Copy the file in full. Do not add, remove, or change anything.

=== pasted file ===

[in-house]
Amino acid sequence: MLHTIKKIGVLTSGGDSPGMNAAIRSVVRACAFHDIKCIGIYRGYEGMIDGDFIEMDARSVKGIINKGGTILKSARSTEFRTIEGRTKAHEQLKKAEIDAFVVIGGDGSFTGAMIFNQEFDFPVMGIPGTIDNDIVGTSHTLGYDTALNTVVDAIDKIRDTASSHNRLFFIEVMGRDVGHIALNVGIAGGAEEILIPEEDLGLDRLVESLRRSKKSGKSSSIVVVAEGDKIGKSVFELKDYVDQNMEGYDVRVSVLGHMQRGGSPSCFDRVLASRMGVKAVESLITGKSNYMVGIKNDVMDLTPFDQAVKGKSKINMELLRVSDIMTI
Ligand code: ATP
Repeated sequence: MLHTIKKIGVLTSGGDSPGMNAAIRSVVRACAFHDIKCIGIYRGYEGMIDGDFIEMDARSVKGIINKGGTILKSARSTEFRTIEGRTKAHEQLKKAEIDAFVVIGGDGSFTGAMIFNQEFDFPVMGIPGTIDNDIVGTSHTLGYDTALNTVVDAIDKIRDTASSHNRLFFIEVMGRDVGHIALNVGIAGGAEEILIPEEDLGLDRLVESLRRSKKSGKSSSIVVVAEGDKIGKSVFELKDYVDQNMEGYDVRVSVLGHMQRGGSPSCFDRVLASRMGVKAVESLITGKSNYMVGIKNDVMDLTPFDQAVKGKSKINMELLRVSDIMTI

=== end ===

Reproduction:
[in-house]
Amino acid sequence: MLHTIKKIGVLTSGGDSPGMNAAIRSVVRACAFHDIKCIGIYRGYEGMIDGDFIEMDARSVKGIINKGGTILKSARSTEFRTIEGRTKAHEQLKKAEIDAFVVIGGDGSFTGAMIFNQEFDFPVMGIPGTIDNDIVGTSHTLGYDTALNTVVDAIDKIRDTASSHNRLFFIEVMGRDVGHIALNVGIAGGAEEILIPEEDLGLDRLVESLRRSKKSGKSSSIVVVAEGDKIGKSVFELKDYVDQNMEGYDVRVSVLGHMQRGGSPSCFDRVLASRMGVKAVESLITGKSNYMVGIKNDVMDLTPFDQAVKGKSKINMELLRVSDIMTI
Ligand code: ATP
Repeated sequence: MLHTIKKIGVLTSGGDSPGMNAAIRSVVRACAFHDIKCIGIYRGYEGMIDGDFIEMDARSVKGIINKGGTILKSARSTEFRTIEGRTKAHEQLKKAEIDAFVVIGGDGSFTGAMIFNQEFDFPVMGIPGTIDNDIVGTSHTLGYDTALNTVVDAIDKIRDTASSHNRLFFIEVMGRDVGHIALNVGIAGGAEEILIPEEDLGLDRLVESLRRSKKSGKSSSIVVVAEGDKIGKSVFELKDYVDQNMEGYDVRVSVLGHMQRGGSPSCFDRVLASRMGVKAVESLITGKSNYMVGIKNDVMDLTPFDQAVKGKSKINMELLRVSDIMTI